March is Women’s History Month – an annual celebration of the achievements of women and their role in U.S. history. In its early years as the San Diego Normal School, women formed the majority of the student population. Since then, many of them have played a crucial role in San Diego State’s history and evolution. To celebrate Women’s History Month, here are two women who have helped shape SDSU into what it is today.
Vesta C. Muehleisen
Vesta C. Muehleisen was born on August 7, 1889, in Tabor, Iowa to parents Henry E. Gates and Nettie Fox. She moved to San Diego in 1891 and trained to be an elementary school teacher at San Diego State which at the time was known as San Diego Normal School.
In 1907, Muehleisen earned her undergraduate degree at San Diego Normal School. Muehleisen was a part of the school’s eighth graduating class and remained active within her alma mater in ways that resonate with students and alumni today
In 1927, San Diego State Teachers College’s second president, Edward L. Hardy, appointed Muehleisen to the citizens advisory council formed to assist in finding a suitable site to move the institution. Two previous site selections had fallen through and the issue was becoming urgent. Muehleisen suggested moving the campus to a remote, undeveloped site east of San Diego. In May 1931, she attended the dedication ceremony for the new campus location.
That same year, she founded the SDSU Alumni Association and became its first president.
Decades later, the SDSU Alumni Association is still alive and running. The mission of the alumni association is to create meaningful and beneficial relations between all Aztecs and the university.
Muehleisen passed away on October 19, 1973 in San Diego.
In 1998, the seventh president of San Diego State University, Stephen L. Weber recruited Nancy Marlin to serve as the campus’s first woman provost.
Together the two collaborated to turn SDSU into a global campus by increasing partnerships with universities outside the U.S. and encouraging students to study abroad.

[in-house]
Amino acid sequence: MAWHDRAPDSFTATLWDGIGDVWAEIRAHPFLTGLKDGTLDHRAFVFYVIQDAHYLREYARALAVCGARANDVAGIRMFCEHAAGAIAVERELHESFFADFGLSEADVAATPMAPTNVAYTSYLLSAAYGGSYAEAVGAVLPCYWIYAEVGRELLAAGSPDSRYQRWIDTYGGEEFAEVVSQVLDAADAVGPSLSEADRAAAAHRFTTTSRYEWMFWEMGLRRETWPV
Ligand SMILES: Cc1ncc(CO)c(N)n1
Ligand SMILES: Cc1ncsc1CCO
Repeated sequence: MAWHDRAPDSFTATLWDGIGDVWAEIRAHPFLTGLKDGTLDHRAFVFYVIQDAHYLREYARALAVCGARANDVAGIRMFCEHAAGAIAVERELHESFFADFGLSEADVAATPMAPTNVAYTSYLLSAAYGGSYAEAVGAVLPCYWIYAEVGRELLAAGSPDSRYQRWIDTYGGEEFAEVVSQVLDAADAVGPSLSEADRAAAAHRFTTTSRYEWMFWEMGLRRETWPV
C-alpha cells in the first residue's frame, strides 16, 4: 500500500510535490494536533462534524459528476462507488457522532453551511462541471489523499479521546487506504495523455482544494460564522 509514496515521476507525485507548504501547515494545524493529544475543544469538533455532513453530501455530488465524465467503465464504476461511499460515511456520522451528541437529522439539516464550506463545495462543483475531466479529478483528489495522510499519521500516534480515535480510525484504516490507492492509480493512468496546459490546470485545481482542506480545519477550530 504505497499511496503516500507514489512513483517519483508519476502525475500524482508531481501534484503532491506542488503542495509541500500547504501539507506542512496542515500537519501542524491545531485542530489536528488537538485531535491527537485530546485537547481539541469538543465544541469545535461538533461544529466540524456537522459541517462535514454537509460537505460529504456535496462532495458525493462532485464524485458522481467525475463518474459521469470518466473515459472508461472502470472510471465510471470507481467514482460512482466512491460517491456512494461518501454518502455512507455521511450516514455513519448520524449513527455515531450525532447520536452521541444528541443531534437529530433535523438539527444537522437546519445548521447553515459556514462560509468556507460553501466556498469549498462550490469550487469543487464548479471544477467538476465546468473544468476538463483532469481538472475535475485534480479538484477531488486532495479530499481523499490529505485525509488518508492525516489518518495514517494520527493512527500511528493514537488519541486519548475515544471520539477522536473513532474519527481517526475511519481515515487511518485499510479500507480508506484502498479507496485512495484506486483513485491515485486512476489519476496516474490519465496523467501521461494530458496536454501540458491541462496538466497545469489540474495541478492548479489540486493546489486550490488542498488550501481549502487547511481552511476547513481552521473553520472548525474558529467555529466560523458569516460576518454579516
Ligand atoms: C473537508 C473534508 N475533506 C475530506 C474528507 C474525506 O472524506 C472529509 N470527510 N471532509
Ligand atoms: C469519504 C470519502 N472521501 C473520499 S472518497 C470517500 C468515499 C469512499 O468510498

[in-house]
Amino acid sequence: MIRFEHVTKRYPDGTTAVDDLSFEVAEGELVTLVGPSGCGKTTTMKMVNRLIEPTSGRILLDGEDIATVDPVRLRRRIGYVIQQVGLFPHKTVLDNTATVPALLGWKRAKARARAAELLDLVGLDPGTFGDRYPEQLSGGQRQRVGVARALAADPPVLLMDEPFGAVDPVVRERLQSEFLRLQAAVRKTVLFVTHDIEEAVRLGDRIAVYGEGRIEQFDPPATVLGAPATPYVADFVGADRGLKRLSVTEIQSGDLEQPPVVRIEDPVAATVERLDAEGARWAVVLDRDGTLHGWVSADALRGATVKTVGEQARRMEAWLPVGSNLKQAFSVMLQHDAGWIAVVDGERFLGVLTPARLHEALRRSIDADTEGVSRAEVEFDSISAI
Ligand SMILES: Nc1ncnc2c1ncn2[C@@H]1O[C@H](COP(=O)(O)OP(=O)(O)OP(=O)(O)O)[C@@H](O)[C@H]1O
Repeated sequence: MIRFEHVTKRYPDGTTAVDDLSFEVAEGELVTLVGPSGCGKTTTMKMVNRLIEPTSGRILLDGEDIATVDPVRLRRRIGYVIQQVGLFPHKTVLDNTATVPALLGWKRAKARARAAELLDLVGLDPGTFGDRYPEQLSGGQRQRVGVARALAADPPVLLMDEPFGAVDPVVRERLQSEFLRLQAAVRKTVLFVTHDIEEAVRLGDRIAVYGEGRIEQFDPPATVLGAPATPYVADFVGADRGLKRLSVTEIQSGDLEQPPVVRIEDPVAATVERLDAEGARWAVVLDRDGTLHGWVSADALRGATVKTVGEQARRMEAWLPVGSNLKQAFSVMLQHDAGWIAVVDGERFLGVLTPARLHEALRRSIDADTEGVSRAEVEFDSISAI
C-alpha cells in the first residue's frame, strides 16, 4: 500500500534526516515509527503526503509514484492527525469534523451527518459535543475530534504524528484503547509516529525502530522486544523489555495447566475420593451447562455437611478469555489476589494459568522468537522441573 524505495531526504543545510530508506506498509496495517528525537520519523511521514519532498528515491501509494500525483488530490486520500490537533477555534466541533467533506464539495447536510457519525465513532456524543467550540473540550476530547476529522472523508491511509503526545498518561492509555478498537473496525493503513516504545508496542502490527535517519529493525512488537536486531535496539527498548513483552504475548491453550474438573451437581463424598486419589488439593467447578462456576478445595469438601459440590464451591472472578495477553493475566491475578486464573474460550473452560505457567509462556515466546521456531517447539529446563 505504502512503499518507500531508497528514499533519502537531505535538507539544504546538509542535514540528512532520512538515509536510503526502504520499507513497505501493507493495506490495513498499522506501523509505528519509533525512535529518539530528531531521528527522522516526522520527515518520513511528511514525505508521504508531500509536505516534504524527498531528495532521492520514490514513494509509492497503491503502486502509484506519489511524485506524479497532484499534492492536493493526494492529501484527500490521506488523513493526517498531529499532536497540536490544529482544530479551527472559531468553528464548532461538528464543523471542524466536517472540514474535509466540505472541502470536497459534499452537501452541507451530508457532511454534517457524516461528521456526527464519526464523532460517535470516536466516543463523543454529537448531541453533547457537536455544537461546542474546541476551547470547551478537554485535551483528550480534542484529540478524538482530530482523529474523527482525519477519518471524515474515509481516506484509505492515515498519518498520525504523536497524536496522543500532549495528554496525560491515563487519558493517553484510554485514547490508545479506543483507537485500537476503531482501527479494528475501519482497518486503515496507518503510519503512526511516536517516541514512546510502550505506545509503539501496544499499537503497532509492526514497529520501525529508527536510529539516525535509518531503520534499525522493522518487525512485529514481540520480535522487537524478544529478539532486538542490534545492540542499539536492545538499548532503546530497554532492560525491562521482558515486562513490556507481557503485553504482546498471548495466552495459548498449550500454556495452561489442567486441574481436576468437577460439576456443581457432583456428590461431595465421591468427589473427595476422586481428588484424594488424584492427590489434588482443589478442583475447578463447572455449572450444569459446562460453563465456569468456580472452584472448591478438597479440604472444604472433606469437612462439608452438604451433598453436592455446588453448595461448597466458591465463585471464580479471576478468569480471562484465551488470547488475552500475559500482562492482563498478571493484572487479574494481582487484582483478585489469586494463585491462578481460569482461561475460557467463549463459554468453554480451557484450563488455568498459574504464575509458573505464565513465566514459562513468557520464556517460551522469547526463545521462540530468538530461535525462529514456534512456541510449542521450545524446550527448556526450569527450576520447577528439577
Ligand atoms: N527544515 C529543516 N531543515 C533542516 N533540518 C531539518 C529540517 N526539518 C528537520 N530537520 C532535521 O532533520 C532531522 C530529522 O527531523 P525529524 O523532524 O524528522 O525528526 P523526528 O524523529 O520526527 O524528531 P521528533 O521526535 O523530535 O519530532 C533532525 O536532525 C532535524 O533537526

Marlin had a target goal of 30% of students studying abroad. At the time this goal seemed unattainable but today SDSU remains one of the top schools for international experiences.
According to the SDSU International Affairs team, 2,940 students studied abroad in the 2019-2020 academic year, ranking SDSU at seventh nationwide for study abroad programs.
Marlin stepped down from her role as SDSU’s provost to return to the faculty in 2013 after serving 15 years but her hard work did not go unnoticed.
In 2013, Mary Ruth Carleton, vice president for university relations and development, nominated Marlin for San Diego Business Journal’s “Women Who Mean Business Awards.” Out of 160 candidates, 30 women were chosen to receive the award, including Marlin.
“This is a recognition that goes to the university as a whole. Everything I do is because of the fabulous people here at SDSU,” Marlin said at the time of her nomination. “I don’t do this job by myself. It takes faculty, administrators and staff. Our success is really the work of everybody.”
Marlin’s tireless commitment to SDSU’s students left a huge impact on the campus. Although she was the first female provost of SDSU, she hopes she won’t be the last.
“It’s nice to know that the next woman provost here at SDSU won’t have to be the first,” she said. “This is what we’re fighting for — to no longer be the first woman in the room.”